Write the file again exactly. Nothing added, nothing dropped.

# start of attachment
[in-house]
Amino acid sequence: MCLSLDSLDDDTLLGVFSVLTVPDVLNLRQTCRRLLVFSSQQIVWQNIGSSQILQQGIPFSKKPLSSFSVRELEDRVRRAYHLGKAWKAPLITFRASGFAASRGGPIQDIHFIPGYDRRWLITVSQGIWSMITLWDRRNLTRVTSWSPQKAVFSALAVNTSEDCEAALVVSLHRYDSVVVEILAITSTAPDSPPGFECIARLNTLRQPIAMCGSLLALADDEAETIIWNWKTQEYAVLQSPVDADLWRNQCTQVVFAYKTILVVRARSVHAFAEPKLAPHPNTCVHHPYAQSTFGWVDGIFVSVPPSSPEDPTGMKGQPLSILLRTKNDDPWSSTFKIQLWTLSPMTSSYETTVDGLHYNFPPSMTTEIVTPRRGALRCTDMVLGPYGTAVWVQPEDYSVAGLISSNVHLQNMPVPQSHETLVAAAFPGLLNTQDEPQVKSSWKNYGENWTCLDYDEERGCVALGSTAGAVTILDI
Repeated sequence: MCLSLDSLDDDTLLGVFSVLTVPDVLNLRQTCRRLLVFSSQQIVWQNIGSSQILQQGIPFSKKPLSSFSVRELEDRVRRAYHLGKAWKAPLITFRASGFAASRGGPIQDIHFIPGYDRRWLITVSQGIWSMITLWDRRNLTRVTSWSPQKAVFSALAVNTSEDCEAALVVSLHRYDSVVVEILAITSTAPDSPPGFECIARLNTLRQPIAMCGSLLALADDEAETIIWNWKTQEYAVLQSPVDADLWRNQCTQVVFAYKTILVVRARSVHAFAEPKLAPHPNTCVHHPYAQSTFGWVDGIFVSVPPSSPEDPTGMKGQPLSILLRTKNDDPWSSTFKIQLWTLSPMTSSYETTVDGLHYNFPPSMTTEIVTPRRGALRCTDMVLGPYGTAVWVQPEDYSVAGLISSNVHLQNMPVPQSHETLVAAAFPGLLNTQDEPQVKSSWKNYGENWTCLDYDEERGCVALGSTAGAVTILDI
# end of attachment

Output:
[in-house]
Amino acid sequence: MCLSLDSLDDDTLLGVFSVLTVPDVLNLRQTCRRLLVFSSQQIVWQNIGSSQILQQGIPFSKKPLSSFSVRELEDRVRRAYHLGKAWKAPLITFRASGFAASRGGPIQDIHFIPGYDRRWLITVSQGIWSMITLWDRRNLTRVTSWSPQKAVFSALAVNTSEDCEAALVVSLHRYDSVVVEILAITSTAPDSPPGFECIARLNTLRQPIAMCGSLLALADDEAETIIWNWKTQEYAVLQSPVDADLWRNQCTQVVFAYKTILVVRARSVHAFAEPKLAPHPNTCVHHPYAQSTFGWVDGIFVSVPPSSPEDPTGMKGQPLSILLRTKNDDPWSSTFKIQLWTLSPMTSSYETTVDGLHYNFPPSMTTEIVTPRRGALRCTDMVLGPYGTAVWVQPEDYSVAGLISSNVHLQNMPVPQSHETLVAAAFPGLLNTQDEPQVKSSWKNYGENWTCLDYDEERGCVALGSTAGAVTILDI
Repeated sequence: MCLSLDSLDDDTLLGVFSVLTVPDVLNLRQTCRRLLVFSSQQIVWQNIGSSQILQQGIPFSKKPLSSFSVRELEDRVRRAYHLGKAWKAPLITFRASGFAASRGGPIQDIHFIPGYDRRWLITVSQGIWSMITLWDRRNLTRVTSWSPQKAVFSALAVNTSEDCEAALVVSLHRYDSVVVEILAITSTAPDSPPGFECIARLNTLRQPIAMCGSLLALADDEAETIIWNWKTQEYAVLQSPVDADLWRNQCTQVVFAYKTILVVRARSVHAFAEPKLAPHPNTCVHHPYAQSTFGWVDGIFVSVPPSSPEDPTGMKGQPLSILLRTKNDDPWSSTFKIQLWTLSPMTSSYETTVDGLHYNFPPSMTTEIVTPRRGALRCTDMVLGPYGTAVWVQPEDYSVAGLISSNVHLQNMPVPQSHETLVAAAFPGLLNTQDEPQVKSSWKNYGENWTCLDYDEERGCVALGSTAGAVTILDI